‘The Chance to Break That Pattern’; Neal Award Winners Set Bar High for DEI Coverage

Diversity and inclusion have so many layers to it, I was reminded again last night. The three 2023 Neal Award winners for Best DEI Coverage portray that complexity in their content. Endeavor showed that women truckers don’t come in one size and shape. IEEE Spectrum gave readers an inside perspective they would not get elsewhere. And Project Hope demonstrated that health care equality has its own intricacies.

Last night at the National Building Museum here in Washington, D.C., architect Suchi Reddy of Reddymade Architecture and Design spoke about her current installation titled Look Here, featuring high-flying clusters of reflective fractals that expose new facets of this cavernous and historic building.

When going over her firm’s work, Reddy became most animated speaking about the Connective Project in Prospect Park, Brooklyn. The installation consisted of 7,000 sculpturally arranged yellow pinwheels.

“One day when I was leaving the area after a long day, a woman in a wheelchair strode up,” Reddy said. “I was so excited that I went back and escorted her to the ramp we had built [for wheelchairs] to visit.” Reddy’s proud tone of voice confirmed that it was a wonderful moment for her.

This reminded me of a couple things. One was a recent occasion when transportation to an off-site dinner during an industry event did not include wheelchair access. (I learned that Lyft is better than Uber for this.)

I also recalled one of our 2023 Neal Award winners for Best DEI Coverage: Endeavor Business Media’s FleetOwner’s Women in Transportation issue. “This year, FleetOwner spoke with nine different women across the industry’s ranks,” wrote Cristina Commendatore. “Each professional sees the potential that the industry has not only for women, but for the next generation of younger workers in trucking.”

Here are takeaways from the three winners in that special category:

Publish a variety of profiles. Like Reddy’s talk, the Women in Transportation package highlights many types of diversity in its profiles. Sharae Moore is the CEO and founder of SHE Trucking. (I may have to tune into their weekly podcast.) Moore was invited to the White House as part of President Biden’s Trucking Action Plan, and now SHE Trucking partners with the Federal Motor Carrier Safety Administration’s driver apprenticeship program.

Another profile centered on Lindsey Trent, president and co-founder of Next-Gen Trucking. “High schools—and even middle schools—need more trucking programs if the industry has any chance of recruiting the next generation of talent,” wrote Commendatore. “That’s where the Next-Gen Trucking comes into play.”

Said another profiled woman, master-certified technician Missy Albin, “When people see me and I say what I do as a job, they say ‘no way.’ I am only 120 lb. and when people hear what my profession is, they think that I should be a larger man, strong, and look dirty and that my nails should be dirty.”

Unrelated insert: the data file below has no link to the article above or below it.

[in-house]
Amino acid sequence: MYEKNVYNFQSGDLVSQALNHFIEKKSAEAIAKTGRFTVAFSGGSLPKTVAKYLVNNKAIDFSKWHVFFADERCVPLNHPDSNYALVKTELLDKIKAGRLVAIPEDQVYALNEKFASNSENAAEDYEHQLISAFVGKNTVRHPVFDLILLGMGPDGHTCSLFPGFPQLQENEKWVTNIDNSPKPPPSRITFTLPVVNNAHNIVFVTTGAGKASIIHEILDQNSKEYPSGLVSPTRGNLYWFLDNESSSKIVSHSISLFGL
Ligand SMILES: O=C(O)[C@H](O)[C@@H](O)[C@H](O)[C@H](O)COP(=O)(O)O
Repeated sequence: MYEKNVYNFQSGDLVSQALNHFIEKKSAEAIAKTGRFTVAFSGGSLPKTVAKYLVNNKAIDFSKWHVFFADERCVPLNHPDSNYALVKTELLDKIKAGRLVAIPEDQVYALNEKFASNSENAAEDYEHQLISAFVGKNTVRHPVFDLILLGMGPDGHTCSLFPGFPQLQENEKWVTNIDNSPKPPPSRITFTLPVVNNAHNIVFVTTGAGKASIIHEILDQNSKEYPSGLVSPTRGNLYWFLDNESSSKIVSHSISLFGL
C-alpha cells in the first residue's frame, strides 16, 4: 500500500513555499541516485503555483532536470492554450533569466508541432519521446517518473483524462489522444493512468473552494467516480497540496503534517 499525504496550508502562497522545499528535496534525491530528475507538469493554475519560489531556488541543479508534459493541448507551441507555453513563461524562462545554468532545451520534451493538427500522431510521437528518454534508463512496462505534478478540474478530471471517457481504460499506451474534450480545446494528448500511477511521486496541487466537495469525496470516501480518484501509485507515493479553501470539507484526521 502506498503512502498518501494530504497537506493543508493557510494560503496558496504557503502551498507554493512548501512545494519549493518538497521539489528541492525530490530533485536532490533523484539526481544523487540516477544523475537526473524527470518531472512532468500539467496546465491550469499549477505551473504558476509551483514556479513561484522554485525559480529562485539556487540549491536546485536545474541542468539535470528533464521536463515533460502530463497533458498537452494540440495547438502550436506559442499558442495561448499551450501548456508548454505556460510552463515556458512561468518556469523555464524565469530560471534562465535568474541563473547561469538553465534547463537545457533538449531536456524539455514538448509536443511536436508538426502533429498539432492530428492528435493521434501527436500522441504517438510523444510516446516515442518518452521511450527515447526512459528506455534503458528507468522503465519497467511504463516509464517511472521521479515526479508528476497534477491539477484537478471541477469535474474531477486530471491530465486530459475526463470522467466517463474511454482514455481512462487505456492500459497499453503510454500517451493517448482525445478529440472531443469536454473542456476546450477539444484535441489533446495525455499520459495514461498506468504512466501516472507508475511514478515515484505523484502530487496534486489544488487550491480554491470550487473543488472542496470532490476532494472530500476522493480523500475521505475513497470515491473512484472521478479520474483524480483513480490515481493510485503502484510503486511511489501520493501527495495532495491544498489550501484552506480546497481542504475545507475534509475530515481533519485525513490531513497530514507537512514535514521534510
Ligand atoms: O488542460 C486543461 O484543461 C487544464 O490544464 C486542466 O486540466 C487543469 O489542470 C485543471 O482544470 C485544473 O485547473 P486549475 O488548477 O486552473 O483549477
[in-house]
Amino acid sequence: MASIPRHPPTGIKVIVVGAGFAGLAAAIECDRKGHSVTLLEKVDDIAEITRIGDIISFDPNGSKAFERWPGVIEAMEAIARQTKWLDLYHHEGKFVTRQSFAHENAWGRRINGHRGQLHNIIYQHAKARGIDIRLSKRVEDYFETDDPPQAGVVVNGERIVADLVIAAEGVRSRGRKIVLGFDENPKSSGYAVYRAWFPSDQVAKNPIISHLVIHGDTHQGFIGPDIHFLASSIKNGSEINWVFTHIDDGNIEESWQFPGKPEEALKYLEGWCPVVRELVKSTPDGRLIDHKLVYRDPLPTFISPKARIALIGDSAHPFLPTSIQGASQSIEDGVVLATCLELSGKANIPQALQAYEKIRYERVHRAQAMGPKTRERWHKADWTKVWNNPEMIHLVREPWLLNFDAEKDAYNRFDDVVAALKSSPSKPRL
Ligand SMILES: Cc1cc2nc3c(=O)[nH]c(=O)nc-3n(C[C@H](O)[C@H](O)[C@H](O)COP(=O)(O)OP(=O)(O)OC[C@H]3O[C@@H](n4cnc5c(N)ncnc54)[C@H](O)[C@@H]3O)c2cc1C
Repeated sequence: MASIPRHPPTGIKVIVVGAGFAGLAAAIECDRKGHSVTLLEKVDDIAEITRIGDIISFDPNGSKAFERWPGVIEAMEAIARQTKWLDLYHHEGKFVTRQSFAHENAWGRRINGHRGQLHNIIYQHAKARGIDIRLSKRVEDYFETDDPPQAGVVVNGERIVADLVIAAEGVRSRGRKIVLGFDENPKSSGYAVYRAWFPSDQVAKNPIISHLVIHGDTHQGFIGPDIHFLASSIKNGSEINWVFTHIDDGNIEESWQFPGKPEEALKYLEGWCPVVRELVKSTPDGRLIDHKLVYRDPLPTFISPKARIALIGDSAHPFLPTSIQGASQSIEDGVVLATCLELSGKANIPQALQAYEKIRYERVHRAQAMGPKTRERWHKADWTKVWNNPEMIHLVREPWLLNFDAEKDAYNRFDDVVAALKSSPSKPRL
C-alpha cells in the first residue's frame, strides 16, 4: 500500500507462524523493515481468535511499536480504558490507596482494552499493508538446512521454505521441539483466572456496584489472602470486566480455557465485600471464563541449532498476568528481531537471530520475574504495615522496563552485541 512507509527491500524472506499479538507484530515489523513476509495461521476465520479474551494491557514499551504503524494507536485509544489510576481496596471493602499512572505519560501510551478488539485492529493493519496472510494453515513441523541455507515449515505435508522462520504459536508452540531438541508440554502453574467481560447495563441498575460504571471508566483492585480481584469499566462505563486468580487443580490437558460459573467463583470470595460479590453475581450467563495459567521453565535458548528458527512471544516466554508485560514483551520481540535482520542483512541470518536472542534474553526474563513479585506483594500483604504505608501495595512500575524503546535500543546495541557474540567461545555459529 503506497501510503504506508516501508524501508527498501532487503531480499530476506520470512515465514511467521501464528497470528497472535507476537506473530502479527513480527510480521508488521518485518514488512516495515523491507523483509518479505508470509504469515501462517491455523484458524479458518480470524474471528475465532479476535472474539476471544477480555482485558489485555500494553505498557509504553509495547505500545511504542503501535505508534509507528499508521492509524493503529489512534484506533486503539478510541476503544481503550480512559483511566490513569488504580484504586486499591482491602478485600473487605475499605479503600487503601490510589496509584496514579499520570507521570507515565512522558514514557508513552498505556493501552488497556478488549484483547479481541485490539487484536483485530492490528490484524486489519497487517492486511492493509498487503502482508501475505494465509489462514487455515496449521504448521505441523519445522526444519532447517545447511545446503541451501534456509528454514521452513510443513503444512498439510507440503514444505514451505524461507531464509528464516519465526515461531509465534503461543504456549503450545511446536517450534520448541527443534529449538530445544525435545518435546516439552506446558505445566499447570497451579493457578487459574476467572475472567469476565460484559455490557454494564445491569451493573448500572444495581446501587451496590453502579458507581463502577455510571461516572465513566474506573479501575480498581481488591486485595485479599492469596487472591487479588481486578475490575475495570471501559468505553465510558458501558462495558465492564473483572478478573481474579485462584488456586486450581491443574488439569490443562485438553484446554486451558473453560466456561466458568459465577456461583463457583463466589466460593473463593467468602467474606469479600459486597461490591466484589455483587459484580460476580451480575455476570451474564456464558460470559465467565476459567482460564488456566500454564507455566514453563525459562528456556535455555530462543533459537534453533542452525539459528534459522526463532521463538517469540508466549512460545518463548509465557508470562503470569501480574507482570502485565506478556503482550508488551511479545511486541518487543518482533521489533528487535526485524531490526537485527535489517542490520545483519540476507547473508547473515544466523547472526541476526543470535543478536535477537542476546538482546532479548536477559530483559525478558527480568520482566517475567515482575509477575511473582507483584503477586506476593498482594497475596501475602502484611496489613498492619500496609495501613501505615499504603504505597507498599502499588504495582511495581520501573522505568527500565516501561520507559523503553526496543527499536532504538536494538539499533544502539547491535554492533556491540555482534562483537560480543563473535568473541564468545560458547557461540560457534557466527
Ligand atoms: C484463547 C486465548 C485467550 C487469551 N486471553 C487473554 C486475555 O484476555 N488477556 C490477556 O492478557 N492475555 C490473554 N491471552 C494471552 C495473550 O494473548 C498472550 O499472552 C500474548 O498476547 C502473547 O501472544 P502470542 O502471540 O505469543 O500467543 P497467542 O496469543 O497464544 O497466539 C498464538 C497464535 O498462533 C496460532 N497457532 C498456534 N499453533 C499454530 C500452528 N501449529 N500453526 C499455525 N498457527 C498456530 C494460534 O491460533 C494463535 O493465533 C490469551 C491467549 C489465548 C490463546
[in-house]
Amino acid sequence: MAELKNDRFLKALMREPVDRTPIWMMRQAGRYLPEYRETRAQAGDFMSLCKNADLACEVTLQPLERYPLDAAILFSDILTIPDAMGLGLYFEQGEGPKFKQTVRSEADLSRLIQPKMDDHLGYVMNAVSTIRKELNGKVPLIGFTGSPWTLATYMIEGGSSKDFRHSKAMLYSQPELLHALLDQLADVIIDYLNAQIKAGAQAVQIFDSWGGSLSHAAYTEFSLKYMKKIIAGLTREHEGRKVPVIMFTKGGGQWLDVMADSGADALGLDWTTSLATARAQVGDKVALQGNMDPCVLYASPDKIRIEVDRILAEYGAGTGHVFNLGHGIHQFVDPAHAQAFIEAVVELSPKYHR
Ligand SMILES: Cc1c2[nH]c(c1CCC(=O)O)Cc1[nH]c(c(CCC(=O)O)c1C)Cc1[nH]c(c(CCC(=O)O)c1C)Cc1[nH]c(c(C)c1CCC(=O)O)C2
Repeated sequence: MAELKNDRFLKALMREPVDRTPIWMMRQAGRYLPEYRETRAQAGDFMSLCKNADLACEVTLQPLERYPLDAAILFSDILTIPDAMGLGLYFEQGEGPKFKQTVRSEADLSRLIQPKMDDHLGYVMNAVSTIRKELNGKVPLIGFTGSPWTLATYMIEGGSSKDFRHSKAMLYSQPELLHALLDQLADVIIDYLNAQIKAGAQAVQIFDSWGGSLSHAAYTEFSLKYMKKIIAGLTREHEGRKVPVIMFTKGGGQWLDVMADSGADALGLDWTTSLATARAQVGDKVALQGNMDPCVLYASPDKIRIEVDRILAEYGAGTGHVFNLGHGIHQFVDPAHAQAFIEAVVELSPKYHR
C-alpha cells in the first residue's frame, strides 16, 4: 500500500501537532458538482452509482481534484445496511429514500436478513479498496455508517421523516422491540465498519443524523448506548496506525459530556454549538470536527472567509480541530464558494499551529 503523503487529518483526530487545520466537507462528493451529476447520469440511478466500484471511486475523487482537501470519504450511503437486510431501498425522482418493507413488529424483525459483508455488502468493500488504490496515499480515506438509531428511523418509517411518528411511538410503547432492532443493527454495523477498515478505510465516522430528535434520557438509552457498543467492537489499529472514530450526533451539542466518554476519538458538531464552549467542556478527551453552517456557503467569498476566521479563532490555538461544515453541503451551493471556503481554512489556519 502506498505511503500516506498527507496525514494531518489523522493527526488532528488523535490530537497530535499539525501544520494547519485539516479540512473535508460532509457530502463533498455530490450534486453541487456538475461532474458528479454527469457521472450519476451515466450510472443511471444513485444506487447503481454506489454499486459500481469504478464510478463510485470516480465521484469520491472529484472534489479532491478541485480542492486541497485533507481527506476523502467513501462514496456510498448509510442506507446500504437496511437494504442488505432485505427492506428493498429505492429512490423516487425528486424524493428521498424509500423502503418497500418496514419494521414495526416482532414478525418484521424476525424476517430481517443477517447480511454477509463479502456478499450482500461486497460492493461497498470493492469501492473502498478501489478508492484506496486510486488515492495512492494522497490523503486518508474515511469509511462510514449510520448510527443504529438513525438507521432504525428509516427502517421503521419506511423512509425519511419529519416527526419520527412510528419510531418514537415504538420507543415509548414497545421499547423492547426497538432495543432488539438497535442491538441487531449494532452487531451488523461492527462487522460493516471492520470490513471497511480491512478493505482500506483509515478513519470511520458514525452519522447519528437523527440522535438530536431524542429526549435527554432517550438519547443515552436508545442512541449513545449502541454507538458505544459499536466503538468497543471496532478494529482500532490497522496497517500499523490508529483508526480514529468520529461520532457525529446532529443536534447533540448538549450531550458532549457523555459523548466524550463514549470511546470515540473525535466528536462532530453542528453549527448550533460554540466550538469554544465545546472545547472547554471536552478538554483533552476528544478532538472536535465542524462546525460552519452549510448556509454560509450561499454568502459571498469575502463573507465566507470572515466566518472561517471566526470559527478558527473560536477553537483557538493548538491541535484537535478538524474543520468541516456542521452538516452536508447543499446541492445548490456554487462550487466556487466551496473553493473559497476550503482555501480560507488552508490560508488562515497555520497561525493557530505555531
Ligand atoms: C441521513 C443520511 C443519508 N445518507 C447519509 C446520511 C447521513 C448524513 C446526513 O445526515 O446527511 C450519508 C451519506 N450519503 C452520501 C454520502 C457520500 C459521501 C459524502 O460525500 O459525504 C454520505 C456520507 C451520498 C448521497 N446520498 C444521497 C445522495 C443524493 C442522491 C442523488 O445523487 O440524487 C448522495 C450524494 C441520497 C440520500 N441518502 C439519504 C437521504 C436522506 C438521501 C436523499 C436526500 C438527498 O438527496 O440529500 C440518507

Hire more diverse writers. Nothing About Us Without Us comes from one of the rallying cries of the disabled community. “Assistive technologies are often designed without involving the people these technologies are supposed to help. That needs to change,” wrote Harry Goldstein, acting editor-in-chief, IEEE Spectrum, in a preview of the issue and the article titled The Bionic-Hand Arms Race by Britt Young.

“Young, who is working on a book about the prosthetics industry, was in the first cohort of toddlers fitted with a myoelectric prosthetic hand, which users control by tensing and relaxing their muscles against sensors inside the device’s socket.”

“IEEE Spectrum has covered many of these developments over the decades, but generally speaking it has involved able-bodied journalists writing about assistive technology…,” continued Goldstein. “We are fortunate now to have the chance to break that pattern, thanks to a grant, [partly] from the IEEE Foundation… With the grant, Spectrum is launching a multiyear fellowship program for disabled writers.”

We read about wonderful programs that want to diversify our stages—Informa Markets’ Diverse Voices on Stage comes to mind—but we hear less about programs to diversify our writers, designers and photographers.

Use many content platforms. In Project Hope’s Neal Award-winning Health Affairs February 2022 issue on racism and health, “70% of the papers featured a lead author who had never before published in Health Affairs. In total, more than 90 authors and coauthors were published for the first time in Health Affairs with this issue.”

That’s an achievement in itself, but Health Affairs also collaborated with other diverse content creators to include elements that go beyond the traditional journal articles. The issue was so popular with readers that a second theme issue focused on racism and health is planned for October.

Besides the numerous articles on the site, there are videos, a Lunch & Learn recording, Briefings, Professional Development, related podcasts and a very cool StoryMap titled The Problem of the Color Line. With some amazing charts, maps and old photos. If anything the whole project is a bit intimidating.

I just clicked on one of the many articles—The Potential for Bias in Machine Learning and Opportunities for Health Insurers to Address It. “As machine learning is increasingly used in health care settings, there is growing concern that it can reflect and perpetuate past and present systemic inequities and biases,” the article says.


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